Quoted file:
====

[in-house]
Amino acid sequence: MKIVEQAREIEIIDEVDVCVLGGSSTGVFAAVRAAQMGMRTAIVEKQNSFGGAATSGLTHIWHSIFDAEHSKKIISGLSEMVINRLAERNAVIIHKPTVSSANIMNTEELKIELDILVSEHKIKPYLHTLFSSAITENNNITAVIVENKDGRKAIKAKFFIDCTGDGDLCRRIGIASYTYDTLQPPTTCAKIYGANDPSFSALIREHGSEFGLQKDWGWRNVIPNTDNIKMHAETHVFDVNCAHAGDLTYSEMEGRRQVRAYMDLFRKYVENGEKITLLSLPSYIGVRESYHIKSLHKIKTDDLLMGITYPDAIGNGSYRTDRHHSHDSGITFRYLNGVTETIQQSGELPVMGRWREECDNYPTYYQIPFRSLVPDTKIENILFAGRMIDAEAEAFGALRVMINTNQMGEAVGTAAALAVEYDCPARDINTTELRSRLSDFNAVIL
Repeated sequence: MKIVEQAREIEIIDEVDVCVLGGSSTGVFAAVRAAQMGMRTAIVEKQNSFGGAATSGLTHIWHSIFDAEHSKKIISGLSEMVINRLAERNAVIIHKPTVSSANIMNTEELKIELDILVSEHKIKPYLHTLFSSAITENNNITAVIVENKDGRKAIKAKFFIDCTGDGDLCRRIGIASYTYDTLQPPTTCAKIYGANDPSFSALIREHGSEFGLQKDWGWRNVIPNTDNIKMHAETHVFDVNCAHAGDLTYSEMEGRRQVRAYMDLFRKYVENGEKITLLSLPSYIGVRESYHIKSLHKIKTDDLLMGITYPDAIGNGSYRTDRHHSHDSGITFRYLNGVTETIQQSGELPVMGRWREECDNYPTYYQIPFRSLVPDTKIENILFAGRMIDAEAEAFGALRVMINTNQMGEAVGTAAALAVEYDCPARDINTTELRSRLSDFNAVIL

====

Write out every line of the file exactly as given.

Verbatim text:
[in-house]
Amino acid sequence: MKIVEQAREIEIIDEVDVCVLGGSSTGVFAAVRAAQMGMRTAIVEKQNSFGGAATSGLTHIWHSIFDAEHSKKIISGLSEMVINRLAERNAVIIHKPTVSSANIMNTEELKIELDILVSEHKIKPYLHTLFSSAITENNNITAVIVENKDGRKAIKAKFFIDCTGDGDLCRRIGIASYTYDTLQPPTTCAKIYGANDPSFSALIREHGSEFGLQKDWGWRNVIPNTDNIKMHAETHVFDVNCAHAGDLTYSEMEGRRQVRAYMDLFRKYVENGEKITLLSLPSYIGVRESYHIKSLHKIKTDDLLMGITYPDAIGNGSYRTDRHHSHDSGITFRYLNGVTETIQQSGELPVMGRWREECDNYPTYYQIPFRSLVPDTKIENILFAGRMIDAEAEAFGALRVMINTNQMGEAVGTAAALAVEYDCPARDINTTELRSRLSDFNAVIL
Repeated sequence: MKIVEQAREIEIIDEVDVCVLGGSSTGVFAAVRAAQMGMRTAIVEKQNSFGGAATSGLTHIWHSIFDAEHSKKIISGLSEMVINRLAERNAVIIHKPTVSSANIMNTEELKIELDILVSEHKIKPYLHTLFSSAITENNNITAVIVENKDGRKAIKAKFFIDCTGDGDLCRRIGIASYTYDTLQPPTTCAKIYGANDPSFSALIREHGSEFGLQKDWGWRNVIPNTDNIKMHAETHVFDVNCAHAGDLTYSEMEGRRQVRAYMDLFRKYVENGEKITLLSLPSYIGVRESYHIKSLHKIKTDDLLMGITYPDAIGNGSYRTDRHHSHDSGITFRYLNGVTETIQQSGELPVMGRWREECDNYPTYYQIPFRSLVPDTKIENILFAGRMIDAEAEAFGALRVMINTNQMGEAVGTAAALAVEYDCPARDINTTELRSRLSDFNAVIL